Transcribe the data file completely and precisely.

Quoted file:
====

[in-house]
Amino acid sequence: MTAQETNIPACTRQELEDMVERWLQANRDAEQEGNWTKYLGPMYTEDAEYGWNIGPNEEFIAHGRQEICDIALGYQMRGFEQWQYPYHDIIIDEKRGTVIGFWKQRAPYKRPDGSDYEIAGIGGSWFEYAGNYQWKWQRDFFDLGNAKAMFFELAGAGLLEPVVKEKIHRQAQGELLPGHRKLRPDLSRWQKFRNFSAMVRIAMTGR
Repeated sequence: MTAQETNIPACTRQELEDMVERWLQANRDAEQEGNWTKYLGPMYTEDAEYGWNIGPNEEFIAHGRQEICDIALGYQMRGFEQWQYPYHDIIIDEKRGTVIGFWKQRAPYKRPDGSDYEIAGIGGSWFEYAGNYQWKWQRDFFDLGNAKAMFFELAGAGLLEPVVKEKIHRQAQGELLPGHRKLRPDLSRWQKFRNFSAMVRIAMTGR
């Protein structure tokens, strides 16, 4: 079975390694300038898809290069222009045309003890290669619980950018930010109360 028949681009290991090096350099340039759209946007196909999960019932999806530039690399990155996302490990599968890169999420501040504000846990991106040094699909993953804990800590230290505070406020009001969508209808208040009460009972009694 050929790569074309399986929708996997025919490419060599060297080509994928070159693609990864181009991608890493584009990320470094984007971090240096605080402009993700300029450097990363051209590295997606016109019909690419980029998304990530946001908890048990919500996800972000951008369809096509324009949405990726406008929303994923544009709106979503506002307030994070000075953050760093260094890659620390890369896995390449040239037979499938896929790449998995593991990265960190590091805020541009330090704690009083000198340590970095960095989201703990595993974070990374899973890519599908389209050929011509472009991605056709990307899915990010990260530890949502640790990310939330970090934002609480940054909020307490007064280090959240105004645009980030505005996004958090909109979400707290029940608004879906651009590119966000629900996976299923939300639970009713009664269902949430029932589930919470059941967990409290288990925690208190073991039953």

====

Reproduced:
[in-house]
Amino acid sequence: MTAQETNIPACTRQELEDMVERWLQANRDAEQEGNWTKYLGPMYTEDAEYGWNIGPNEEFIAHGRQEICDIALGYQMRGFEQWQYPYHDIIIDEKRGTVIGFWKQRAPYKRPDGSDYEIAGIGGSWFEYAGNYQWKWQRDFFDLGNAKAMFFELAGAGLLEPVVKEKIHRQAQGELLPGHRKLRPDLSRWQKFRNFSAMVRIAMTGR
Repeated sequence: MTAQETNIPACTRQELEDMVERWLQANRDAEQEGNWTKYLGPMYTEDAEYGWNIGPNEEFIAHGRQEICDIALGYQMRGFEQWQYPYHDIIIDEKRGTVIGFWKQRAPYKRPDGSDYEIAGIGGSWFEYAGNYQWKWQRDFFDLGNAKAMFFELAGAGLLEPVVKEKIHRQAQGELLPGHRKLRPDLSRWQKFRNFSAMVRIAMTGR
């Protein structure tokens, strides 16, 4: 079975390694300038898809290069222009045309003890290669619980950018930010109360 028949681009290991090096350099340039759209946007196909999960019932999806530039690399990155996302490990599968890169999420501040504000846990991106040094699909993953804990800590230290505070406020009001969508209808208040009460009972009694 050929790569074309399986929708996997025919490419060599060297080509994928070159693609990864181009991608890493584009990320470094984007971090240096605080402009993700300029450097990363051209590295997606016109019909690419980029998304990530946001908890048990919500996800972000951008369809096509324009949405990726406008929303994923544009709106979503506002307030994070000075953050760093260094890659620390890369896995390449040239037979499938896929790449998995593991990265960190590091805020541009330090704690009083000198340590970095960095989201703990595993974070990374899973890519599908389209050929011509472009991605056709990307899915990010990260530890949502640790990310939330970090934002609480940054909020307490007064280090959240105004645009980030505005996004958090909109979400707290029940608004879906651009590119966000629900996976299923939300639970009713009664269902949430029932589930919470059941967990409290288990925690208190073991039953």